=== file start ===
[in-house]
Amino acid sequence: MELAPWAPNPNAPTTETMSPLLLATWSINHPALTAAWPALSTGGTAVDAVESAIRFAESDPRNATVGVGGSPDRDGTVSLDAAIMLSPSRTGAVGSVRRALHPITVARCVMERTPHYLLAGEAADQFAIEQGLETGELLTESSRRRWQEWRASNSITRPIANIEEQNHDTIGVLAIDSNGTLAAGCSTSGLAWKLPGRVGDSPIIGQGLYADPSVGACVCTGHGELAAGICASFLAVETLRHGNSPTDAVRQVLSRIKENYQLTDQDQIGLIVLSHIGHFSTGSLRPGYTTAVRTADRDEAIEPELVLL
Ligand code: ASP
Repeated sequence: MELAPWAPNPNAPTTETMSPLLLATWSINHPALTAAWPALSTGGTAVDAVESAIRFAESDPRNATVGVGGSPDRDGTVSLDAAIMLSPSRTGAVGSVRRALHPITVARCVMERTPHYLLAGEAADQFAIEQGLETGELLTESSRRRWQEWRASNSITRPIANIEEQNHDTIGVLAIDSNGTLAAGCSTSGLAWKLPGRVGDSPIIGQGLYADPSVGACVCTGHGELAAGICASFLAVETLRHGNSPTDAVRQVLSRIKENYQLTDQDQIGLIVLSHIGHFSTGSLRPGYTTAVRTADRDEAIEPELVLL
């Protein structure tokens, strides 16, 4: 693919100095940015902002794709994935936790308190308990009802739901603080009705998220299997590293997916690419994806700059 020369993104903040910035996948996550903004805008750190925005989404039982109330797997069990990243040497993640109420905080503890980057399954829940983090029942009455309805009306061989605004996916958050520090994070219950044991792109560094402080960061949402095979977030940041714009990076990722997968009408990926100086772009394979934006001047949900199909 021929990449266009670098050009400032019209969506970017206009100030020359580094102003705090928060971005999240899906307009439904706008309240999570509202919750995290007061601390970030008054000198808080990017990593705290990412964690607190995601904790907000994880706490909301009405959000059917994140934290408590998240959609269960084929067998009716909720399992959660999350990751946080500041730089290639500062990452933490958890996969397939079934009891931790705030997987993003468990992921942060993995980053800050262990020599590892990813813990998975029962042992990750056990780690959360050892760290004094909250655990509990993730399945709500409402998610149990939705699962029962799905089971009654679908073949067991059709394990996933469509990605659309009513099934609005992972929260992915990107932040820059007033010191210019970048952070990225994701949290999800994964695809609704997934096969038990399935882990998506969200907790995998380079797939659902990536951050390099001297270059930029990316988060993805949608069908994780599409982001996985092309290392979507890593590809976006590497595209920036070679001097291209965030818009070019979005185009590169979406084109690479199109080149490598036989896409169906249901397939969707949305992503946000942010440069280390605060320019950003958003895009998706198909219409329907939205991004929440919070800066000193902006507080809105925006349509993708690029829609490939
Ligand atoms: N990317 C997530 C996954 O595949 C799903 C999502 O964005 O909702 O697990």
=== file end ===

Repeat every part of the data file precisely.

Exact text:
[in-house]
Amino acid sequence: MELAPWAPNPNAPTTETMSPLLLATWSINHPALTAAWPALSTGGTAVDAVESAIRFAESDPRNATVGVGGSPDRDGTVSLDAAIMLSPSRTGAVGSVRRALHPITVARCVMERTPHYLLAGEAADQFAIEQGLETGELLTESSRRRWQEWRASNSITRPIANIEEQNHDTIGVLAIDSNGTLAAGCSTSGLAWKLPGRVGDSPIIGQGLYADPSVGACVCTGHGELAAGICASFLAVETLRHGNSPTDAVRQVLSRIKENYQLTDQDQIGLIVLSHIGHFSTGSLRPGYTTAVRTADRDEAIEPELVLL
Ligand code: ASP
Repeated sequence: MELAPWAPNPNAPTTETMSPLLLATWSINHPALTAAWPALSTGGTAVDAVESAIRFAESDPRNATVGVGGSPDRDGTVSLDAAIMLSPSRTGAVGSVRRALHPITVARCVMERTPHYLLAGEAADQFAIEQGLETGELLTESSRRRWQEWRASNSITRPIANIEEQNHDTIGVLAIDSNGTLAAGCSTSGLAWKLPGRVGDSPIIGQGLYADPSVGACVCTGHGELAAGICASFLAVETLRHGNSPTDAVRQVLSRIKENYQLTDQDQIGLIVLSHIGHFSTGSLRPGYTTAVRTADRDEAIEPELVLL
């Protein structure tokens, strides 16, 4: 693919100095940015902002794709994935936790308190308990009802739901603080009705998220299997590293997916690419994806700059 020369993104903040910035996948996550903004805008750190925005989404039982109330797997069990990243040497993640109420905080503890980057399954829940983090029942009455309805009306061989605004996916958050520090994070219950044991792109560094402080960061949402095979977030940041714009990076990722997968009408990926100086772009394979934006001047949900199909 021929990449266009670098050009400032019209969506970017206009100030020359580094102003705090928060971005999240899906307009439904706008309240999570509202919750995290007061601390970030008054000198808080990017990593705290990412964690607190995601904790907000994880706490909301009405959000059917994140934290408590998240959609269960084929067998009716909720399992959660999350990751946080500041730089290639500062990452933490958890996969397939079934009891931790705030997987993003468990992921942060993995980053800050262990020599590892990813813990998975029962042992990750056990780690959360050892760290004094909250655990509990993730399945709500409402998610149990939705699962029962799905089971009654679908073949067991059709394990996933469509990605659309009513099934609005992972929260992915990107932040820059007033010191210019970048952070990225994701949290999800994964695809609704997934096969038990399935882990998506969200907790995998380079797939659902990536951050390099001297270059930029990316988060993805949608069908994780599409982001996985092309290392979507890593590809976006590497595209920036070679001097291209965030818009070019979005185009590169979406084109690479199109080149490598036989896409169906249901397939969707949305992503946000942010440069280390605060320019950003958003895009998706198909219409329907939205991004929440919070800066000193902006507080809105925006349509993708690029829609490939
Ligand atoms: N990317 C997530 C996954 O595949 C799903 C999502 O964005 O909702 O697990």